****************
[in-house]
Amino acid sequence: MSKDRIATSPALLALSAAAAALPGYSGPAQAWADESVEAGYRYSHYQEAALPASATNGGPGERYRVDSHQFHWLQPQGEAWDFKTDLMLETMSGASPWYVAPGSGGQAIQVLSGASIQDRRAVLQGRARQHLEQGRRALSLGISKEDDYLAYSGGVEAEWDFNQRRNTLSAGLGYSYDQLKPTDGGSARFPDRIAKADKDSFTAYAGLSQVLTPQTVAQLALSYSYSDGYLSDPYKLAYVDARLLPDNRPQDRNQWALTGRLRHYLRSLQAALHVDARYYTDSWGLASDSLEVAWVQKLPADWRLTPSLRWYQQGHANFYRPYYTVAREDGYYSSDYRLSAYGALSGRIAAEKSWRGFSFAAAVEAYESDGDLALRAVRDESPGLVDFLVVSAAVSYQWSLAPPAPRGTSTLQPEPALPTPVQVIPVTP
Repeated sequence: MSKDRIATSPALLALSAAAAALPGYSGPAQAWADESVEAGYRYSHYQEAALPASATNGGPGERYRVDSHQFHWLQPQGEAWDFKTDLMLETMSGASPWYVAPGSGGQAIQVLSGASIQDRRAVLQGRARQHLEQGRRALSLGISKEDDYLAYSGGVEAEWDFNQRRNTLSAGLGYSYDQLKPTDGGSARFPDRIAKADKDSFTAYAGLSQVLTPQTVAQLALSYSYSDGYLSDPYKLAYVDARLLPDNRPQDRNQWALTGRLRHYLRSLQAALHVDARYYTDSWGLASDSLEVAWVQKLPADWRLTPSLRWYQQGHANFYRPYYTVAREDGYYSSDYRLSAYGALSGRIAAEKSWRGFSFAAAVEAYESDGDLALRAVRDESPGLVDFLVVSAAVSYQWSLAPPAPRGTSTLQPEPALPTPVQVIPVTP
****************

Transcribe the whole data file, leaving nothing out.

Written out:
[in-house]
Amino acid sequence: MSKDRIATSPALLALSAAAAALPGYSGPAQAWADESVEAGYRYSHYQEAALPASATNGGPGERYRVDSHQFHWLQPQGEAWDFKTDLMLETMSGASPWYVAPGSGGQAIQVLSGASIQDRRAVLQGRARQHLEQGRRALSLGISKEDDYLAYSGGVEAEWDFNQRRNTLSAGLGYSYDQLKPTDGGSARFPDRIAKADKDSFTAYAGLSQVLTPQTVAQLALSYSYSDGYLSDPYKLAYVDARLLPDNRPQDRNQWALTGRLRHYLRSLQAALHVDARYYTDSWGLASDSLEVAWVQKLPADWRLTPSLRWYQQGHANFYRPYYTVAREDGYYSSDYRLSAYGALSGRIAAEKSWRGFSFAAAVEAYESDGDLALRAVRDESPGLVDFLVVSAAVSYQWSLAPPAPRGTSTLQPEPALPTPVQVIPVTP
Repeated sequence: MSKDRIATSPALLALSAAAAALPGYSGPAQAWADESVEAGYRYSHYQEAALPASATNGGPGERYRVDSHQFHWLQPQGEAWDFKTDLMLETMSGASPWYVAPGSGGQAIQVLSGASIQDRRAVLQGRARQHLEQGRRALSLGISKEDDYLAYSGGVEAEWDFNQRRNTLSAGLGYSYDQLKPTDGGSARFPDRIAKADKDSFTAYAGLSQVLTPQTVAQLALSYSYSDGYLSDPYKLAYVDARLLPDNRPQDRNQWALTGRLRHYLRSLQAALHVDARYYTDSWGLASDSLEVAWVQKLPADWRLTPSLRWYQQGHANFYRPYYTVAREDGYYSSDYRLSAYGALSGRIAAEKSWRGFSFAAAVEAYESDGDLALRAVRDESPGLVDFLVVSAAVSYQWSLAPPAPRGTSTLQPEPALPTPVQVIPVTP